It is obvious that the described operations of the respective methods, as practiced commercially, are the characteristic functions of the elements of the apparatus by which these operations are performed. The apparatus utilized in the operations, although structurally complex, are identical in their basic construction. The drawing frame consists of three elements: A drawing mechanism, which comprises a set of retaining rolls and a set of drawing rolls so arranged, constructed, and operated, as to attenuate the fibers which pass through and between them; a gill bed between the said sets of rolls, which comprises a series of mechanically operated gill bars so arranged, constructed, and operated, as to support and comb the fibers while conveying them from the retaining rolls to the drawing rolls; and, a doubling plate between the drawing rolls and the delivery rolls, which, as the name implies, comprises a fixed surface so constructed as to double the slivers, the products of two independent but synchronous operations. The roving frame is identical in construction except for the doubling plate; there is substituted for this element a flyer which imparts a loose twist to the fibers of the sliver, reducing it to rove. The gill spinning frame is identical in construction with the roving frame, but in the spinning operation the flyer is operated in such a manner and at such a speed as to impart to the fibers a hard twist. The rove spinning frame is identical in construction with the gill spinning frame except for the gill bed; there is substituted for this element a breastplate which is so arranged and constructed as to support and control the fibers of the rove. The drawing mechanism is an essential element of each of the described frames, and in this device the retaining rolls and the drawing rolls are so spaced that the reach exceeds the length of the longest fiber.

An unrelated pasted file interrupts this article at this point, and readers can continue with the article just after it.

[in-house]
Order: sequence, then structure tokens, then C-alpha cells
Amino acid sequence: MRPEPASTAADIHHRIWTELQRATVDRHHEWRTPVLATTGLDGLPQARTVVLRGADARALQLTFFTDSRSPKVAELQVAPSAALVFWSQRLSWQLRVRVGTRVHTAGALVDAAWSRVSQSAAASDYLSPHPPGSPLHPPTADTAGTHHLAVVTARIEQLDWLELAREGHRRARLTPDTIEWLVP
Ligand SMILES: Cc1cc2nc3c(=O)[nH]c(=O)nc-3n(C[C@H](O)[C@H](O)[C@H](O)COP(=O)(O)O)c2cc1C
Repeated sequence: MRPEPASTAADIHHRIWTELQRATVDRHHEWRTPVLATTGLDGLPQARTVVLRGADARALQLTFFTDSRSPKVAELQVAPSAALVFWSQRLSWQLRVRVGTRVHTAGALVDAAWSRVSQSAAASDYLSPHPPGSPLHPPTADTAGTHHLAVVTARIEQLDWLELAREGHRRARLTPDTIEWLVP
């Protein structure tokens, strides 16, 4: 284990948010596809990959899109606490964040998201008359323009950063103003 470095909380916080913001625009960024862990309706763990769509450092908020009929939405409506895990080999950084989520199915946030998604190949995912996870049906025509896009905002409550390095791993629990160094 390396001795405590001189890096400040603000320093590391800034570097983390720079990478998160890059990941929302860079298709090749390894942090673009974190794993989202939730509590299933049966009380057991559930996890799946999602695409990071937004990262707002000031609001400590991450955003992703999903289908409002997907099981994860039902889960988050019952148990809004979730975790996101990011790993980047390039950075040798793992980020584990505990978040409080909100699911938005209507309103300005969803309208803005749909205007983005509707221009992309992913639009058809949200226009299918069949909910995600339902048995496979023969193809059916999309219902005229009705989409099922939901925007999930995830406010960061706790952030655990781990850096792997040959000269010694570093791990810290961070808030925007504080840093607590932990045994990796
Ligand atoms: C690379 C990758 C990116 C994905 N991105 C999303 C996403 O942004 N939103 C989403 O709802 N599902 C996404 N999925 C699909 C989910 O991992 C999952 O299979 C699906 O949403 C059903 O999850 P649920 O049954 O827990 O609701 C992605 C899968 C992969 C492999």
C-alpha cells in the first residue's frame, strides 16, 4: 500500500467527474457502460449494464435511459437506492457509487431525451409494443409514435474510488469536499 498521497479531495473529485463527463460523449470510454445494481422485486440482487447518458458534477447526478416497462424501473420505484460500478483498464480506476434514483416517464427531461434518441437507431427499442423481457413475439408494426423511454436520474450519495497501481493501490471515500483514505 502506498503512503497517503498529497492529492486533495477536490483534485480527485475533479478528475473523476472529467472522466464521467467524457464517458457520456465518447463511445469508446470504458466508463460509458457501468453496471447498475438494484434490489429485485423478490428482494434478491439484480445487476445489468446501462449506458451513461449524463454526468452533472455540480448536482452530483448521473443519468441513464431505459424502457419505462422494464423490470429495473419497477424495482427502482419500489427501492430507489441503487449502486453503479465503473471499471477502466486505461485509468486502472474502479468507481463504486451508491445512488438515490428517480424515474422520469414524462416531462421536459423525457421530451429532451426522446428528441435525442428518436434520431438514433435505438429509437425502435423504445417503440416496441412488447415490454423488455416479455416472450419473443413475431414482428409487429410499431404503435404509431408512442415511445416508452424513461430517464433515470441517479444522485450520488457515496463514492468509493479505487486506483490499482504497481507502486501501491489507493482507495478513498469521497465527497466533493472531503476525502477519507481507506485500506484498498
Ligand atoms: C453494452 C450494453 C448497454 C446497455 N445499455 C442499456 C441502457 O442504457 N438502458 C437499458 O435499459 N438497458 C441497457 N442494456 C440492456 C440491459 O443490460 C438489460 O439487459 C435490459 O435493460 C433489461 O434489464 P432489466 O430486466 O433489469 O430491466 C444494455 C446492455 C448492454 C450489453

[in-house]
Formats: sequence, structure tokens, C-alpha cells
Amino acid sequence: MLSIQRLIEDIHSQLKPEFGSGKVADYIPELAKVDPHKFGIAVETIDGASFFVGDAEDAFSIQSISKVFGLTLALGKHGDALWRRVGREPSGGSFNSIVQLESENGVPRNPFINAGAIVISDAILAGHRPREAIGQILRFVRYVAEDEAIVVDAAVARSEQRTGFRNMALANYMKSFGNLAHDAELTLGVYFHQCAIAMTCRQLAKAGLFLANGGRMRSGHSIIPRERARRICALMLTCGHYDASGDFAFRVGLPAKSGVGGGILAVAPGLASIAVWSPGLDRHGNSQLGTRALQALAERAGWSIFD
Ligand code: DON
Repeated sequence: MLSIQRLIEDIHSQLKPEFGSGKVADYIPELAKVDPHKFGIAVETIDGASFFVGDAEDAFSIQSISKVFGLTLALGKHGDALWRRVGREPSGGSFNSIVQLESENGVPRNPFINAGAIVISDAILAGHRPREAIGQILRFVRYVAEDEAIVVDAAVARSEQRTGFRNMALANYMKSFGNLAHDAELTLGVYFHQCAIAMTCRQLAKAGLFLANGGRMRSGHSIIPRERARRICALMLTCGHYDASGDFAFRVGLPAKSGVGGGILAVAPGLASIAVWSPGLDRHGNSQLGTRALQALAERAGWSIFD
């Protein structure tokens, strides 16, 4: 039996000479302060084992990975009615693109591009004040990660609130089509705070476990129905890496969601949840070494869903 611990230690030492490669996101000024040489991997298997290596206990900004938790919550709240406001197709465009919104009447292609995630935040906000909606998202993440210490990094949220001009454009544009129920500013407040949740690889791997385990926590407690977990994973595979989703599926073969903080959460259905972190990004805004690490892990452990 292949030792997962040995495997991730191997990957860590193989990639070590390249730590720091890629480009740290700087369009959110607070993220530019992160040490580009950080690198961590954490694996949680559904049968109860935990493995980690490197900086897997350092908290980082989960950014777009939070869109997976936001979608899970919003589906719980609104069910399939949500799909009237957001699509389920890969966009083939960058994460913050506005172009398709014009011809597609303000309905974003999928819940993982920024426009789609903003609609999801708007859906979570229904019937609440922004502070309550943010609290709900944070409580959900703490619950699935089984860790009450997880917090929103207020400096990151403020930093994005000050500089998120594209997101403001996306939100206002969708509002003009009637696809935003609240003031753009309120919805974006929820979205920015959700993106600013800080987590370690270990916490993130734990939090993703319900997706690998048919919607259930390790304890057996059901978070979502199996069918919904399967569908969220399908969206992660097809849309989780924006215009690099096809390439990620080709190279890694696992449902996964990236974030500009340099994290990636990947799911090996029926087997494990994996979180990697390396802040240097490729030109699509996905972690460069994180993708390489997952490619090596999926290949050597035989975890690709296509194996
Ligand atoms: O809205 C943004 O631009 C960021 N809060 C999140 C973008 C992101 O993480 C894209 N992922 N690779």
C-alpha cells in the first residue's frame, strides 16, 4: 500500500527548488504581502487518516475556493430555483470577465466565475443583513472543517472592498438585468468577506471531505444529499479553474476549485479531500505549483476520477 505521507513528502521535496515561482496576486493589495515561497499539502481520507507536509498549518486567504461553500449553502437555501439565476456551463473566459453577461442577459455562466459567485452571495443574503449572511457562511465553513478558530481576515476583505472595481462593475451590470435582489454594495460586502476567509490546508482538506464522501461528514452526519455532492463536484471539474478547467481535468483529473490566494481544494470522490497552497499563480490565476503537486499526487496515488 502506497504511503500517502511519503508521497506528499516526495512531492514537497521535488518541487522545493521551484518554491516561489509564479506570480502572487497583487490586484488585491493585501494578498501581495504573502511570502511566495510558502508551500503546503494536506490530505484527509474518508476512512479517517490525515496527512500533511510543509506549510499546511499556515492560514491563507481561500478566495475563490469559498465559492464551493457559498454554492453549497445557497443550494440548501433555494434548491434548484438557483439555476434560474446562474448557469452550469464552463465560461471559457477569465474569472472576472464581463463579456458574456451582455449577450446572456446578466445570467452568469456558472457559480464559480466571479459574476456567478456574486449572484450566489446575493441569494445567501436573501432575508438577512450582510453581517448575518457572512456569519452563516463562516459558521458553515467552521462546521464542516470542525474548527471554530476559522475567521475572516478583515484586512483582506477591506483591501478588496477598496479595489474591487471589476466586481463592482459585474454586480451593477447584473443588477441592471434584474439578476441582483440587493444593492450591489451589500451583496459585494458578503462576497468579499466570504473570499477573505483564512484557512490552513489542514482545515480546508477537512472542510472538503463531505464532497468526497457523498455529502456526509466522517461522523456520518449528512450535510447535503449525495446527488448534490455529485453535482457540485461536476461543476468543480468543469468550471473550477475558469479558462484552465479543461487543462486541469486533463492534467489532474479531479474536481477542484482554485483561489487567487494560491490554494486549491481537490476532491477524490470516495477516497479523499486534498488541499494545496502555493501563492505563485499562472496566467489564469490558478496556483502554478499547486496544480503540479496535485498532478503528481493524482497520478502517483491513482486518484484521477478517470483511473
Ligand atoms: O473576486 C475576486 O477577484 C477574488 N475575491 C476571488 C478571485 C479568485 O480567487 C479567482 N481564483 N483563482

It will hereinafter be seen that the apparatus claims, 9 to 13, inclusive, are directed to a drawing frame, the novel element of which, a "slip control device," is recommended as an improvement over the gill bed. The inventive concept, if any, inherent in the claims in issue, is predicated primarily upon the function of this device. It is necessary, therefore, since comparisons must be made, that we understand the most important function of the gill bed. The gill bed, in addition to combing and supporting the fibers while conveying them from the retaining rolls to the drawing rolls, retards and controls the vagrant (short) fibers in the reach of the frame. The performance of this function, in both the drawing frame and the spinning frame, prevents "gulping," a condition caused by vagrant fibers, which, if not prevented, impairs the uniformity and quality of the finished yarn. This condition is not peculiar to the manufacture of yarn from bast fibers, but is common to the manufacture of yarns from all vegetable fibers.